I hope it is possible to use it with Stage class right?
Offline pitbuller
« Reply #16 - Posted 2013-02-09 13:54:00 »

Oh well, that's great to hear then! we just go ahead and try to use it then! Thanks a lot!

First i read through the code of box2light I was a bit worried that it uses a physics engine to do a calculations, and I thought it might be slow, but yeah if you say it's not then it's great news.

I hope it is possible to use it with Stage class right?


Should be usable with Stage.
Box2d is only used for raycasting what is needed for shadows. Box2d have really good and efficient acceleration structure for collisions so that plus native code make generic raycasting with it really fast.
Offline CyberJoe

Senior Newbie





« Reply #17 - Posted 2013-02-09 14:28:07 »

Thanks!

I'll show you some screenshots when integrated, the project we are working on is hopefully very beautiful, and I hope you will like to see how it will all look like with box2dlight integrated Smiley

Here is the website if curious.
http://underwaterapps.com/project_moon/

Thanks again!
Offline CyberJoe

Senior Newbie





« Reply #18 - Posted 2013-02-11 15:32:57 »

Hi, a quick question:

The diffuse mode seems a lot more eye appealing, but it has some awkward effect when lights overlap. (green+green = red)
Is that a normal behavior? Or did I do something wrong?
Offline Danny02
« Reply #19 - Posted 2013-02-11 17:35:33 »

sounds like a byte overflow bug with the blending
Offline CyberJoe

Senior Newbie





« Reply #20 - Posted 2013-02-12 14:33:20 »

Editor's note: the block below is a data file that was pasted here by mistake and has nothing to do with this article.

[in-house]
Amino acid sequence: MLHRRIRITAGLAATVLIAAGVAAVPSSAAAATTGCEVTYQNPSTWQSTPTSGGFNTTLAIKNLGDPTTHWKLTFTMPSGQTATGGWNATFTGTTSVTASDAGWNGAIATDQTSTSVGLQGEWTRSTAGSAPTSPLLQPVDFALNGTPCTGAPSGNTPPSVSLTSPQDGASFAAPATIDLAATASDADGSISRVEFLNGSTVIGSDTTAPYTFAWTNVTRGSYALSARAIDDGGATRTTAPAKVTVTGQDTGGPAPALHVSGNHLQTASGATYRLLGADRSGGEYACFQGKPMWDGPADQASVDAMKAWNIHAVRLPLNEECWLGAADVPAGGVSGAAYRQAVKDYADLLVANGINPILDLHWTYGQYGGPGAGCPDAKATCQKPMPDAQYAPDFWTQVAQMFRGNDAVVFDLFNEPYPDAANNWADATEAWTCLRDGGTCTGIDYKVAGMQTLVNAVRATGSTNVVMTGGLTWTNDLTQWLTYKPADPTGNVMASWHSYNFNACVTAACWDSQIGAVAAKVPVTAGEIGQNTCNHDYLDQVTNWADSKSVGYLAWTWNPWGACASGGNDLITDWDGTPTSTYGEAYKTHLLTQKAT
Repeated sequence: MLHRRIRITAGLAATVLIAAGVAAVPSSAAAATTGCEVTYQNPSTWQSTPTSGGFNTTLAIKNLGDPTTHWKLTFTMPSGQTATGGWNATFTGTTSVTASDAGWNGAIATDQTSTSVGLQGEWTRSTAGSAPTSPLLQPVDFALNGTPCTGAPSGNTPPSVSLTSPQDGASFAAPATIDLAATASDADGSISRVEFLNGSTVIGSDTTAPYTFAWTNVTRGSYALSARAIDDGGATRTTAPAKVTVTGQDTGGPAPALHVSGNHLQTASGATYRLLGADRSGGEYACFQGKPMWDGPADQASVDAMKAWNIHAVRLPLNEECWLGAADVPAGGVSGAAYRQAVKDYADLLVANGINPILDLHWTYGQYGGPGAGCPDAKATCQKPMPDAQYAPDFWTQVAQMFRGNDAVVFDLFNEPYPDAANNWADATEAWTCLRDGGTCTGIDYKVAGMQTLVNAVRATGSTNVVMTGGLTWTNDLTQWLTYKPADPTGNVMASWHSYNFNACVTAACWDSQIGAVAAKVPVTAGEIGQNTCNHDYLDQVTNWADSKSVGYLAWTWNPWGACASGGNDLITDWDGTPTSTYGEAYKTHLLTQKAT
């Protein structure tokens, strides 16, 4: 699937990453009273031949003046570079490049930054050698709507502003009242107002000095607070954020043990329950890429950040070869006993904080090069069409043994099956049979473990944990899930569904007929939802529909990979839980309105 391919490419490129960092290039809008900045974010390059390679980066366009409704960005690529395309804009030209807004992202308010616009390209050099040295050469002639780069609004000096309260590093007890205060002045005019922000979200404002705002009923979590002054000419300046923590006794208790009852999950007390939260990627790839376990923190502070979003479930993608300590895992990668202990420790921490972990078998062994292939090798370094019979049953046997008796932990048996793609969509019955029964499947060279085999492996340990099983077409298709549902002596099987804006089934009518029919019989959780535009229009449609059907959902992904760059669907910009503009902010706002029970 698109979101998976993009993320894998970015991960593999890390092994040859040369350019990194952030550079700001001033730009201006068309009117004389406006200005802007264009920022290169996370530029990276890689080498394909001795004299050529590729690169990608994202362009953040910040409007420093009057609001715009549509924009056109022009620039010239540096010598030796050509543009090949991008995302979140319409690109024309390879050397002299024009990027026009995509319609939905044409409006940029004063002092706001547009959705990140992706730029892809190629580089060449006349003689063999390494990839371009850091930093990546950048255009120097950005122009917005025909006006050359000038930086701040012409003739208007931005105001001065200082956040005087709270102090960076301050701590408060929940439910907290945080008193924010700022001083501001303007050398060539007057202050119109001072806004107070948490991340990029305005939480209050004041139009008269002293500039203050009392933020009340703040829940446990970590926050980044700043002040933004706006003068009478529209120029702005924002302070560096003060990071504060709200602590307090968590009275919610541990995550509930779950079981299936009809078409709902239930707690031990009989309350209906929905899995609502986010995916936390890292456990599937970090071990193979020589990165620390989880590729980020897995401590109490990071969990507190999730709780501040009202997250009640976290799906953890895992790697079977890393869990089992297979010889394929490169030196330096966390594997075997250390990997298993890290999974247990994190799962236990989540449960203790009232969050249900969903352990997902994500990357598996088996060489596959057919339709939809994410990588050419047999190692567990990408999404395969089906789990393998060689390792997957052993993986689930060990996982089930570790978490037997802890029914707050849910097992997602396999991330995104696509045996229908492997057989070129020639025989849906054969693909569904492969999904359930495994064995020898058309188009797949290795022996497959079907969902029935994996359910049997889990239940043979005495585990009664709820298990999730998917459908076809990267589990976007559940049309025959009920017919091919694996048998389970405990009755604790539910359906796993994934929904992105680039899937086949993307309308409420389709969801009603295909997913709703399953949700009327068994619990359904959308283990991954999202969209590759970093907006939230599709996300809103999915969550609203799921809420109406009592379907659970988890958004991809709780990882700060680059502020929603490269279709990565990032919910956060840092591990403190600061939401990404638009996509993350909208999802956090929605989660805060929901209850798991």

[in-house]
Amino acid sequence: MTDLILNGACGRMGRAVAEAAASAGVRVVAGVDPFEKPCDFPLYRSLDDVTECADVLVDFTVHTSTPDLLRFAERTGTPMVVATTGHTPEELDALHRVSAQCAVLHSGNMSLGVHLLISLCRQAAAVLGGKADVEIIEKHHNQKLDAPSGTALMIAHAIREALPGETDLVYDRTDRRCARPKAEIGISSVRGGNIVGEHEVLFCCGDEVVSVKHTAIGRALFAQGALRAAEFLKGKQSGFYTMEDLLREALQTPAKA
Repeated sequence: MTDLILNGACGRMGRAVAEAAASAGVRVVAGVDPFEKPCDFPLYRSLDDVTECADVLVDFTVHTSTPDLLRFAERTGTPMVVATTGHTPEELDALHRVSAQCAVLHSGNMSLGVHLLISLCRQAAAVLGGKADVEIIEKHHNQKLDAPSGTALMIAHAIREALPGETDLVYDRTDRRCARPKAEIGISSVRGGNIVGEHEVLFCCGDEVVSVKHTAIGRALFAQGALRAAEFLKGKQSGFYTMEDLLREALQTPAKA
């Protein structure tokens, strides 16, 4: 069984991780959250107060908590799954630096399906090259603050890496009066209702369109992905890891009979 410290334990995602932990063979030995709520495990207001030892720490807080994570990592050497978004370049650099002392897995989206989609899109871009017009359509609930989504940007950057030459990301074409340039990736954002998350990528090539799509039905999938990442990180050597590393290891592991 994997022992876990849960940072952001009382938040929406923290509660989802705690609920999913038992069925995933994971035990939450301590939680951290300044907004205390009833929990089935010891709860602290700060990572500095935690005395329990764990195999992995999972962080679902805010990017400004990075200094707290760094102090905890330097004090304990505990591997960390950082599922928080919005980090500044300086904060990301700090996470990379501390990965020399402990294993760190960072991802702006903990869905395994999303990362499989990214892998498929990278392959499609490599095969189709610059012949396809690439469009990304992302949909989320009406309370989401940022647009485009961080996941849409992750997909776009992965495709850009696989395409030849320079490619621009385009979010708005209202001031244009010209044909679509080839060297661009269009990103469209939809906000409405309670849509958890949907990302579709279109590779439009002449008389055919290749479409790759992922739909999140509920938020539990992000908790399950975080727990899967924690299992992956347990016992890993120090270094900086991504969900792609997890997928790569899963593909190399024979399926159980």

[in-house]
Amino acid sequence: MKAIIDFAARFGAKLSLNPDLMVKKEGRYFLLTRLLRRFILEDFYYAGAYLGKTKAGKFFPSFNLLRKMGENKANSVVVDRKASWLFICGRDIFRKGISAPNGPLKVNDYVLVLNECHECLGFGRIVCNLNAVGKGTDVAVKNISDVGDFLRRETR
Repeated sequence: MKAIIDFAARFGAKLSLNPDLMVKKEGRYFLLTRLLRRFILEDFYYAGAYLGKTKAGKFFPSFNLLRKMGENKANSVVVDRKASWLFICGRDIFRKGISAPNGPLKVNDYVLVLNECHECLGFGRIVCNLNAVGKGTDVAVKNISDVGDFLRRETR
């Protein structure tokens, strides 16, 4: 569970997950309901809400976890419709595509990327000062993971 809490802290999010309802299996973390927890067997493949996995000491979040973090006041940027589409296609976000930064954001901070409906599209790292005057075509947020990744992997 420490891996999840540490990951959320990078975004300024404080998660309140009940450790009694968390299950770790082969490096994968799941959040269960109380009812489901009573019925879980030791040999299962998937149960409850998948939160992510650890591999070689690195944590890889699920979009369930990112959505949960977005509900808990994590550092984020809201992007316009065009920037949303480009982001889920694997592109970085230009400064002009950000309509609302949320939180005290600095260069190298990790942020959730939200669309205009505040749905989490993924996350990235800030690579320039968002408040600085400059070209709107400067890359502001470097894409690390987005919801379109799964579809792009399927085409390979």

Yeah, but is it like a known bug of box2dlight or just me?
Offline CyberJoe

Senior Newbie





« Reply #21 - Posted 2013-02-16 16:05:52 »

Let me show the code, hope you guys can pinpoint what am I doing wrong here. (please help!)

Box2dLight used.

The Application Listener:

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public void create() {   
   testStage = new BaseStage(800, 480, true);      
   FileHandle backgroundPicture = Gdx.files.internal("assets/sampleBG.png");
   texture = new Texture(backgroundPicture);
   Image img = new Image("bg", texture);
   img.x = 0;
   img.y = 0;      
   testStage.addActor(img);      
}
@Override
public void render() {      
    GLCommon gl = Gdx.gl;
    gl.glClearColor(0.0f, 0.0f, 0.0f, 1.0f);
    gl.glClear(GL10.GL_COLOR_BUFFER_BIT);
   
    testStage.act(Gdx.graphics.getDeltaTime());
    testStage.draw();
}


The Base Stage:

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public class BaseStage extends Stage implements InputProcessor {
   
   RayHandler rayHandler;  
   World world;
   OrthographicCamera camera;
   
   public BaseStage(float width, float height, boolean stretch) {
      super(width, height, stretch);
      Gdx.input.setInputProcessor(this);
     
      camera = new OrthographicCamera(80, 48);
      world = new World(new Vector2(0, 0), true);
      rayHandler = new RayHandler(world);
      rayHandler.setCulling(true);
      rayHandler.setCombinedMatrix(camera.combined);      
      rayHandler.useDiffuseLight(true);
      rayHandler.setAmbientLight(0.2f, 0.2f, 0.2f,1.0f);
   }

   @Override
   public void draw () {
      super.draw();        
     
      rayHandler.updateAndRender();
   }
   
   @Override
   public void dispose() {
      rayHandler.dispose();
   }
   
   public Vector2 gdxCoordinateToBox2D(float x, float y) {
      float K = 10;
      return new Vector2(x/K-width/(2*K), height/(2*K)-y/K);
     
   }

   @Override
   public boolean touchUp(int x, int y, int pointer, int button) {
      Vector2 coordinate = gdxCoordinateToBox2D(x, y);
      Color clr3 = new Color(0.5f,0.8f,0.2f, 0.9f);
      Light pt = new PointLight(rayHandler, 5, clr3, 30, coordinate.x, coordinate.y);
      pt.setStaticLight(true);
     
      return false;
   }
}




The Problem:



So when lights overlap, instead of getting more greener, it kinda cancels itsef and get's to original picture.
I guess I am using it wrong, any help will be so much appreciated!
Offline pitbuller
« Reply #22 - Posted 2013-03-02 23:03:22 »

Sorry for late answer.
Thats not a bug. Problem is related to low dynamic range rendering. You just overburn the color buffer and everything is solid white at those points where many light overlap.